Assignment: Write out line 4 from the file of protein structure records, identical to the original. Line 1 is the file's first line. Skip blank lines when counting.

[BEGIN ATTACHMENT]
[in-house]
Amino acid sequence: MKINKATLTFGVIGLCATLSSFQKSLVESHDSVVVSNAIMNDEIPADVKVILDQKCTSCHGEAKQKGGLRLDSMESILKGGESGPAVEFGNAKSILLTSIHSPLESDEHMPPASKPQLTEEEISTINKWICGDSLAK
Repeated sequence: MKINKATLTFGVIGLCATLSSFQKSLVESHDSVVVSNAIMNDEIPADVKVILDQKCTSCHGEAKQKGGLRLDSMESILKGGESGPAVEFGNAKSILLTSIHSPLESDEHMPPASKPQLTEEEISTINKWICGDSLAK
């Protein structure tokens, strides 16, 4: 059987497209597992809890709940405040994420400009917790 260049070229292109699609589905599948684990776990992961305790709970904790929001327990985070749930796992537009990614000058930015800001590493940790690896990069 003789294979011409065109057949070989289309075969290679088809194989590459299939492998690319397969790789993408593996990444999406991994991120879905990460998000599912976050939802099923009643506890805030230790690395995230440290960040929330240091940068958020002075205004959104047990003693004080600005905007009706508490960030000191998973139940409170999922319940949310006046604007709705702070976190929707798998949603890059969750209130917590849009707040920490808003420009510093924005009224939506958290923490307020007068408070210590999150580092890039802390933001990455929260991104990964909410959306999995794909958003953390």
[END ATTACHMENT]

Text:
């Protein structure tokens, strides 16, 4: 059987497209597992809890709940405040994420400009917790 260049070229292109699609589905599948684990776990992961305790709970904790929001327990985070749930796992537009990614000058930015800001590493940790690896990069 003789294979011409065109057949070989289309075969290679088809194989590459299939492998690319397969790789993408593996990444999406991994991120879905990460998000599912976050939802099923009643506890805030230790690395995230440290960040929330240091940068958020002075205004959104047990003693004080600005905007009706508490960030000191998973139940409170999922319940949310006046604007709705702070976190929707798998949603890059969750209130917590849009707040920490808003420009510093924005009224939506958290923490307020007068408070210590999150580092890039802390933001990455929260991104990964909410959306999995794909958003953390």